New faculty: Deonni Stolldorf studies the effectiveness of nursing innovationsOct. 8, 2015, 4:10 PM
First as a nurse in her home country of South Africa, then later as a nurse educator working in a regional North Carolina health system, Deonni Stolldorf saw innovations come and go.
“I saw how the hospital would implement an innovation, but we were not always able to see its benefits,” she said. “An implemented but unused innovation is like a book on a shelf. We need to do something to make innovations useful and beneficial. And if it’s not making sense, we need to de-implement it.”
Stolldorf’s research focuses on determining how innovations in health care can be sustained to enhance organizational performance related to patient safety and the quality and effectiveness of care. Her postdoctoral work at Vanderbilt focused on the sustainability of rapid response teams, or “SWAT teams,” that provide lifesaving care. Working with Vanderbilt University School of Nursing Senior Associate Dean for Research Ann Minnick, Stolldorf is researching the efficacy of nurse residency programs.
National organizations often promote nurse residency programs—one-year structured programs that include clinical and didactic education for recently graduated baccalaureate-prepared nurses. Some of these programs have been developed by individual hospital systems for their own use, while others follow national models.
“We know these programs improve nurse retention, and that retention improves direct outcomes,” she said. “Ultimately, I hope we can show that nurse residency programs improve patient outcomes so that we can guide health care policy.”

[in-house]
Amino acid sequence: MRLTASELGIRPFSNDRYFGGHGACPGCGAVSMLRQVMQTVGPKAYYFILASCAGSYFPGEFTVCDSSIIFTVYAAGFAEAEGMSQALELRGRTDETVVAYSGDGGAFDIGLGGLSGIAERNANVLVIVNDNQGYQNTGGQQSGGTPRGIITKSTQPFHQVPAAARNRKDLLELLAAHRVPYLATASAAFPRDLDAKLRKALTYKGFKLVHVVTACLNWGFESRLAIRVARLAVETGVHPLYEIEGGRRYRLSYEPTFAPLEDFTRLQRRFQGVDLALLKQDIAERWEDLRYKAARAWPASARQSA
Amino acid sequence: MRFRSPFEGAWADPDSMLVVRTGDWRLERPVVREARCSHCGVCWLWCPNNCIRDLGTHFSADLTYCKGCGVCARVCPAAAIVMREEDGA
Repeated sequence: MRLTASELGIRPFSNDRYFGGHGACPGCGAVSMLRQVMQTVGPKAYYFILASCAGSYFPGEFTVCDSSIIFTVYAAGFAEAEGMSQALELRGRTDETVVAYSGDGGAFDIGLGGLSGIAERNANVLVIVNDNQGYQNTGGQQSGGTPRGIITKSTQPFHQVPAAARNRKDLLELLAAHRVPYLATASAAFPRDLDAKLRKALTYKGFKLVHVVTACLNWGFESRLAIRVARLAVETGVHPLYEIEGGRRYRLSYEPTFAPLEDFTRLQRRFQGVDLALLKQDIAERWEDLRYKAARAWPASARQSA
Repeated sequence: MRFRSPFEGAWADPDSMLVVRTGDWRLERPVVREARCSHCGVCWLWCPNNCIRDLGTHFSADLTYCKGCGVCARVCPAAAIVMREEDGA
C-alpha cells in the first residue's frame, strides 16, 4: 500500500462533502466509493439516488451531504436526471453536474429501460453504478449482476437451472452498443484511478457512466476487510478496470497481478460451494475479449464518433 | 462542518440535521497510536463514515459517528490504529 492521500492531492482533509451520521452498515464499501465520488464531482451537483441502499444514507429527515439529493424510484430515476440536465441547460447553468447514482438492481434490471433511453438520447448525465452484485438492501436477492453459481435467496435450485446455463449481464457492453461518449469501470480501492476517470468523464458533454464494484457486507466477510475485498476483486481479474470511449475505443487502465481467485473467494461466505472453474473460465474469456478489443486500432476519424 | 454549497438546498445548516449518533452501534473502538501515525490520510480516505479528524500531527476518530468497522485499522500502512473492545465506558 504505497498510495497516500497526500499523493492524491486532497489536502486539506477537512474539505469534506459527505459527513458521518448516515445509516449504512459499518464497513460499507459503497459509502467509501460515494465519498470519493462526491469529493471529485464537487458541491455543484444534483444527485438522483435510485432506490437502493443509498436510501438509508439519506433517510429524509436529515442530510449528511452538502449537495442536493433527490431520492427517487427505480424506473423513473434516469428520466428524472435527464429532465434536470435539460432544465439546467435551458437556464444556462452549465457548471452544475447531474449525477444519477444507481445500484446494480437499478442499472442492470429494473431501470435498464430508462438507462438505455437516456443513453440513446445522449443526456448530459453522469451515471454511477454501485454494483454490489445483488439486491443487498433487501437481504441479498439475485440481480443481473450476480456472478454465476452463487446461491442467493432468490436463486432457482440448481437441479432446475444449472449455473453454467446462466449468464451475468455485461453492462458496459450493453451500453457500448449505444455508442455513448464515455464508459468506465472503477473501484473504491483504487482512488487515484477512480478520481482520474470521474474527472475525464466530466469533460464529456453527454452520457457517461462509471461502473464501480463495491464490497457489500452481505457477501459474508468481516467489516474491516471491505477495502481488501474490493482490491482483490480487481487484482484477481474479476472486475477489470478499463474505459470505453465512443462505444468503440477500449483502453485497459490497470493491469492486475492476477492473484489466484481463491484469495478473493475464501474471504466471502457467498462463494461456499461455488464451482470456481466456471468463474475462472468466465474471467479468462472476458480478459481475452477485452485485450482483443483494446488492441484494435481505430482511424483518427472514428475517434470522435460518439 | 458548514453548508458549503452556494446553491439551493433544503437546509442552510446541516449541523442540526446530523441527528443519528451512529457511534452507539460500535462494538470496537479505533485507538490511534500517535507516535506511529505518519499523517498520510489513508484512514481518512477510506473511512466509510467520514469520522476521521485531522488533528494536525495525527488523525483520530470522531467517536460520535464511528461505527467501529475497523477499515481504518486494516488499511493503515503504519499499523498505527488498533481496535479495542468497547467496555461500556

Stolldorf is surveying nurse executives from 2,008 hospitals to ascertain the sustainability of nurse residency programs and the specific contexts that may affect their sustainability. Variables to those contexts include the role of leadership, goal alignment and the use of incentives or disincentives. Process variables include the use of a program advocate, or champion, and training. The study also will examine if any hospitals have closed their nurse residency programs and why.
“We know nurse residency programs improve a new graduate’s communication, prioritization and organization skills,” Stolldorf said. “My hope is that if we find contextual and process factors improving sustainability, we can provide guidelines on what hospitals need to have in place.”
In the next stage of her study, Stolldorf will conduct qualitative research to look at the experiences of residency program personnel and experienced nurses who are or are not participating as mentors in the program, and to tie nurse residency outcomes with quality outcomes.
View the complete list of new university faculty for 2015-16.
View the complete list of new medical faculty for 2015.